Monday, 11 January 2016: 4:00 PM
Room 333-334 ( New Orleans Ernest N. Morial Convention Center)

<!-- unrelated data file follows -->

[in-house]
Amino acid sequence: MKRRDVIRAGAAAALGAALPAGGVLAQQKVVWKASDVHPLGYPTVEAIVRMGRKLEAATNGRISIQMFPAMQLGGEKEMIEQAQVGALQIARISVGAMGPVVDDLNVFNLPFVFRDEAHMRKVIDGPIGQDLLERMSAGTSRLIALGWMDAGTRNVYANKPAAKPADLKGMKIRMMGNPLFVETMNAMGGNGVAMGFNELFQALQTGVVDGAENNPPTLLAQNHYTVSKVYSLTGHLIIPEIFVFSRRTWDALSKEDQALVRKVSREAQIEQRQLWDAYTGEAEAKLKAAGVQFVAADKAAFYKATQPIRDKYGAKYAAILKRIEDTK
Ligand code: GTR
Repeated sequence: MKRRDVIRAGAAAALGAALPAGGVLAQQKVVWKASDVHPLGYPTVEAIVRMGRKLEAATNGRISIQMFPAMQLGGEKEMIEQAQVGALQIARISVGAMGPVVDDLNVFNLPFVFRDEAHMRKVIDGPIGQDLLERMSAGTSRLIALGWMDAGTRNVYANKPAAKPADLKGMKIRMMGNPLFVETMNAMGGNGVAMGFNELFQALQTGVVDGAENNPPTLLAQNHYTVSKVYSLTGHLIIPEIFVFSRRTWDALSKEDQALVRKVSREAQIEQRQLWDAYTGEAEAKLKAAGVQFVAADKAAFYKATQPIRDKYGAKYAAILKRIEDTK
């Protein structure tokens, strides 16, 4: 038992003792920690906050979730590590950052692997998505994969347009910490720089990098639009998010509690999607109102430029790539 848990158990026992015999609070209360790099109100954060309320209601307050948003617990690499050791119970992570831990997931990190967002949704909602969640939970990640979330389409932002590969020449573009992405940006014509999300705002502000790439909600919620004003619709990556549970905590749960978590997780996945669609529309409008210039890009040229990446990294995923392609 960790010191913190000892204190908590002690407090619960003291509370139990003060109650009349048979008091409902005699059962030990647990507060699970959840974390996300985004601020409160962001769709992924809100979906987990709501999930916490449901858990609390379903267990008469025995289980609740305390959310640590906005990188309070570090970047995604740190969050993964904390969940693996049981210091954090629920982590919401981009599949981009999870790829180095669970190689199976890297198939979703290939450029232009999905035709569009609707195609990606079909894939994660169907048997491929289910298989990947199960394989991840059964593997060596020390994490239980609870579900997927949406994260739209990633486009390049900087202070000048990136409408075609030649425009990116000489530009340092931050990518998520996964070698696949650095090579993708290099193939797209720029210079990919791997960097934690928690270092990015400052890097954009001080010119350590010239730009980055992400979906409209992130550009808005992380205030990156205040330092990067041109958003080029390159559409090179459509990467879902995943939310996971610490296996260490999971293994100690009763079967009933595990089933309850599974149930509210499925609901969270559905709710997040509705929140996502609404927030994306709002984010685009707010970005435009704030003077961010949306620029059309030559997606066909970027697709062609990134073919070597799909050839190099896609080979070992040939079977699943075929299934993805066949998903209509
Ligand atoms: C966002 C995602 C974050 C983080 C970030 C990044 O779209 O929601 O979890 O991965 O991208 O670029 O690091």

As one of history's most costly and deadliest storms, Hurricane Katrina devastated the Gulf Coast causing billions of dollars of destruction to property, but moreover killing hundreds of residents and displacing thousands more. In the years since Katrina, the emergency management community, local and state governments, and the weather enterprise at large have learned much about warning modalities, preparedness and readiness of their publics, and the response and resiliency of their communities. Ten years after Katrina, this project explores enhancements to warning criteria and mechanisms, and the state of preparedness of the region. In-depth interviews with the weather enterprise (emergency managers, NWS personnel, and broadcast media) in the Gulf Coast region reveal best practices and lessons learned from Katrina and new approaches developed since Katrina including methods for warning the most at risk groups, perceptions of the public's evacuation decision making for a hurricane, as well as remaining gaps that need to be addressed.
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